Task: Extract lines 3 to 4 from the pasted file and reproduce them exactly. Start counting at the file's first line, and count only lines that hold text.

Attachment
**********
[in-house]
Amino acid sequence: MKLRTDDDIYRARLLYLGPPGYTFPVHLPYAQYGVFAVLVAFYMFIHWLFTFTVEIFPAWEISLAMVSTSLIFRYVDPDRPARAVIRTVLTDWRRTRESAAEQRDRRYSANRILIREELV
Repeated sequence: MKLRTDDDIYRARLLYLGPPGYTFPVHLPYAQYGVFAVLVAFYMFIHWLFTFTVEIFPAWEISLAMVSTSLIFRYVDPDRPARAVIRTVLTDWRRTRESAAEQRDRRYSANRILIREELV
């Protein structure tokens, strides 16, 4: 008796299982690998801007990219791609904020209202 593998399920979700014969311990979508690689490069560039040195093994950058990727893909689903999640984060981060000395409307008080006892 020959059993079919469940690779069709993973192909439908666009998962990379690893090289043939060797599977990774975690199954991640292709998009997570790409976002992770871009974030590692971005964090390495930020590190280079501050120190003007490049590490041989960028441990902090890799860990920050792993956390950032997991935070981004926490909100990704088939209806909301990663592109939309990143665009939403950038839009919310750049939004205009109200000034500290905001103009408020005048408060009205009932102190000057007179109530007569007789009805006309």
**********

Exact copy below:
Repeated sequence: MKLRTDDDIYRARLLYLGPPGYTFPVHLPYAQYGVFAVLVAFYMFIHWLFTFTVEIFPAWEISLAMVSTSLIFRYVDPDRPARAVIRTVLTDWRRTRESAAEQRDRRYSANRILIREELV
């Protein structure tokens, strides 16, 4: 008796299982690998801007990219791609904020209202 593998399920979700014969311990979508690689490069560039040195093994950058990727893909689903999640984060981060000395409307008080006892 020959059993079919469940690779069709993973192909439908666009998962990379690893090289043939060797599977990774975690199954991640292709998009997570790409976002992770871009974030590692971005964090390495930020590190280079501050120190003007490049590490041989960028441990902090890799860990920050792993956390950032997991935070981004926490909100990704088939209806909301990663592109939309990143665009939403950038839009919310750049939004205009109200000034500290905001103009408020005048408060009205009932102190000057007179109530007569007789009805006309």